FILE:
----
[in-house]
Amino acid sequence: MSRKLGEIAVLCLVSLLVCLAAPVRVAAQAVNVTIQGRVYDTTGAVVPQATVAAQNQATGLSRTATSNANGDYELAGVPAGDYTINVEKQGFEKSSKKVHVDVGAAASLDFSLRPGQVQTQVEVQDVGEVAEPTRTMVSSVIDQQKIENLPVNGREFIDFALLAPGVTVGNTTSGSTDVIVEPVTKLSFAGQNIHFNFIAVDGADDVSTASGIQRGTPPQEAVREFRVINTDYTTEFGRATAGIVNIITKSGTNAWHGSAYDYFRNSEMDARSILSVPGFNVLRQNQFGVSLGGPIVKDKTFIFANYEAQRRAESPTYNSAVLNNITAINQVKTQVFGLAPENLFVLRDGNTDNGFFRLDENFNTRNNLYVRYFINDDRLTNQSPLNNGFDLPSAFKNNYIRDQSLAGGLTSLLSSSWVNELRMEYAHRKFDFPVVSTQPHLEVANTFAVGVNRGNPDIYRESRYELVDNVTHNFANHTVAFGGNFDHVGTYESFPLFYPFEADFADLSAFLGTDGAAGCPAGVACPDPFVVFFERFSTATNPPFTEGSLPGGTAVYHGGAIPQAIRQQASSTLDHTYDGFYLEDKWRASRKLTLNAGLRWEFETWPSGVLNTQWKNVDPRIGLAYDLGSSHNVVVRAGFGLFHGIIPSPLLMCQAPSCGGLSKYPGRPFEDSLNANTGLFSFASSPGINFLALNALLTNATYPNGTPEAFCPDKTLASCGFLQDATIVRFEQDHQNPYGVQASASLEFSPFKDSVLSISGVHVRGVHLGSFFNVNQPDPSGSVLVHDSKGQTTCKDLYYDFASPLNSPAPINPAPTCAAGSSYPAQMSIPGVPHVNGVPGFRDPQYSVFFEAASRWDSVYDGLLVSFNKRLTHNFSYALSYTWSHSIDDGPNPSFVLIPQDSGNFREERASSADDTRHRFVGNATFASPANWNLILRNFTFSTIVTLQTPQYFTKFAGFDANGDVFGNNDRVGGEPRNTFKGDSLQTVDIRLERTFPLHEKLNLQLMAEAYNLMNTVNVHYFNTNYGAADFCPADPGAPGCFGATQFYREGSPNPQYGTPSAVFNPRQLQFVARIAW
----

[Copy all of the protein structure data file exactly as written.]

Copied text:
[in-house]
Amino acid sequence: MSRKLGEIAVLCLVSLLVCLAAPVRVAAQAVNVTIQGRVYDTTGAVVPQATVAAQNQATGLSRTATSNANGDYELAGVPAGDYTINVEKQGFEKSSKKVHVDVGAAASLDFSLRPGQVQTQVEVQDVGEVAEPTRTMVSSVIDQQKIENLPVNGREFIDFALLAPGVTVGNTTSGSTDVIVEPVTKLSFAGQNIHFNFIAVDGADDVSTASGIQRGTPPQEAVREFRVINTDYTTEFGRATAGIVNIITKSGTNAWHGSAYDYFRNSEMDARSILSVPGFNVLRQNQFGVSLGGPIVKDKTFIFANYEAQRRAESPTYNSAVLNNITAINQVKTQVFGLAPENLFVLRDGNTDNGFFRLDENFNTRNNLYVRYFINDDRLTNQSPLNNGFDLPSAFKNNYIRDQSLAGGLTSLLSSSWVNELRMEYAHRKFDFPVVSTQPHLEVANTFAVGVNRGNPDIYRESRYELVDNVTHNFANHTVAFGGNFDHVGTYESFPLFYPFEADFADLSAFLGTDGAAGCPAGVACPDPFVVFFERFSTATNPPFTEGSLPGGTAVYHGGAIPQAIRQQASSTLDHTYDGFYLEDKWRASRKLTLNAGLRWEFETWPSGVLNTQWKNVDPRIGLAYDLGSSHNVVVRAGFGLFHGIIPSPLLMCQAPSCGGLSKYPGRPFEDSLNANTGLFSFASSPGINFLALNALLTNATYPNGTPEAFCPDKTLASCGFLQDATIVRFEQDHQNPYGVQASASLEFSPFKDSVLSISGVHVRGVHLGSFFNVNQPDPSGSVLVHDSKGQTTCKDLYYDFASPLNSPAPINPAPTCAAGSSYPAQMSIPGVPHVNGVPGFRDPQYSVFFEAASRWDSVYDGLLVSFNKRLTHNFSYALSYTWSHSIDDGPNPSFVLIPQDSGNFREERASSADDTRHRFVGNATFASPANWNLILRNFTFSTIVTLQTPQYFTKFAGFDANGDVFGNNDRVGGEPRNTFKGDSLQTVDIRLERTFPLHEKLNLQLMAEAYNLMNTVNVHYFNTNYGAADFCPADPGAPGCFGATQFYREGSPNPQYGTPSAVFNPRQLQFVARIAW